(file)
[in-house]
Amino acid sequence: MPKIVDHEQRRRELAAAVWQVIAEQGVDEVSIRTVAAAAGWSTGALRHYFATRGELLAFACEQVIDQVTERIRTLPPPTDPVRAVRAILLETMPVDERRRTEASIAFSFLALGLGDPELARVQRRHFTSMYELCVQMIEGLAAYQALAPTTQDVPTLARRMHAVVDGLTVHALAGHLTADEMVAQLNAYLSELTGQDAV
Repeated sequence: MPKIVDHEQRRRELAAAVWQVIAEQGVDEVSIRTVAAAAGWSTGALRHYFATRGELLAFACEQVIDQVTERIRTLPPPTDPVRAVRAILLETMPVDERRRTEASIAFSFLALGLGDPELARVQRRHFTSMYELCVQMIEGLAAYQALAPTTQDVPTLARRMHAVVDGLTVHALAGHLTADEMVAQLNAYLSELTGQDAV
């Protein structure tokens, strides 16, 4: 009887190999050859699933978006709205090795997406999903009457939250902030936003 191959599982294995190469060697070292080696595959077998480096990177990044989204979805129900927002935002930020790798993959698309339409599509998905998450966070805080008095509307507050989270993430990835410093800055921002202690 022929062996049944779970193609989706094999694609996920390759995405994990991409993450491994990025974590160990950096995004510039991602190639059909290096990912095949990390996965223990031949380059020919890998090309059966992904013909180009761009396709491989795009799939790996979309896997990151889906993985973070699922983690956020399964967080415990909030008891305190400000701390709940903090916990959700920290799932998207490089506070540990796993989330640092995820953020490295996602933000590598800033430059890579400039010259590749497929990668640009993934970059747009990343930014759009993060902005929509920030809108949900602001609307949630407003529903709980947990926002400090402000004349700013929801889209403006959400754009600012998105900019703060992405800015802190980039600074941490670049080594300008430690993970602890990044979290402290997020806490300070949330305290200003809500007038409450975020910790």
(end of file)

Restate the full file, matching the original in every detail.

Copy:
[in-house]
Amino acid sequence: MPKIVDHEQRRRELAAAVWQVIAEQGVDEVSIRTVAAAAGWSTGALRHYFATRGELLAFACEQVIDQVTERIRTLPPPTDPVRAVRAILLETMPVDERRRTEASIAFSFLALGLGDPELARVQRRHFTSMYELCVQMIEGLAAYQALAPTTQDVPTLARRMHAVVDGLTVHALAGHLTADEMVAQLNAYLSELTGQDAV
Repeated sequence: MPKIVDHEQRRRELAAAVWQVIAEQGVDEVSIRTVAAAAGWSTGALRHYFATRGELLAFACEQVIDQVTERIRTLPPPTDPVRAVRAILLETMPVDERRRTEASIAFSFLALGLGDPELARVQRRHFTSMYELCVQMIEGLAAYQALAPTTQDVPTLARRMHAVVDGLTVHALAGHLTADEMVAQLNAYLSELTGQDAV
């Protein structure tokens, strides 16, 4: 009887190999050859699933978006709205090795997406999903009457939250902030936003 191959599982294995190469060697070292080696595959077998480096990177990044989204979805129900927002935002930020790798993959698309339409599509998905998450966070805080008095509307507050989270993430990835410093800055921002202690 022929062996049944779970193609989706094999694609996920390759995405994990991409993450491994990025974590160990950096995004510039991602190639059909290096990912095949990390996965223990031949380059020919890998090309059966992904013909180009761009396709491989795009799939790996979309896997990151889906993985973070699922983690956020399964967080415990909030008891305190400000701390709940903090916990959700920290799932998207490089506070540990796993989330640092995820953020490295996602933000590598800033430059890579400039010259590749497929990668640009993934970059747009990343930014759009993060902005929509920030809108949900602001609307949630407003529903709980947990926002400090402000004349700013929801889209403006959400754009600012998105900019703060992405800015802190980039600074941490670049080594300008430690993970602890990044979290402290997020806490300070949330305290200003809500007038409450975020910790």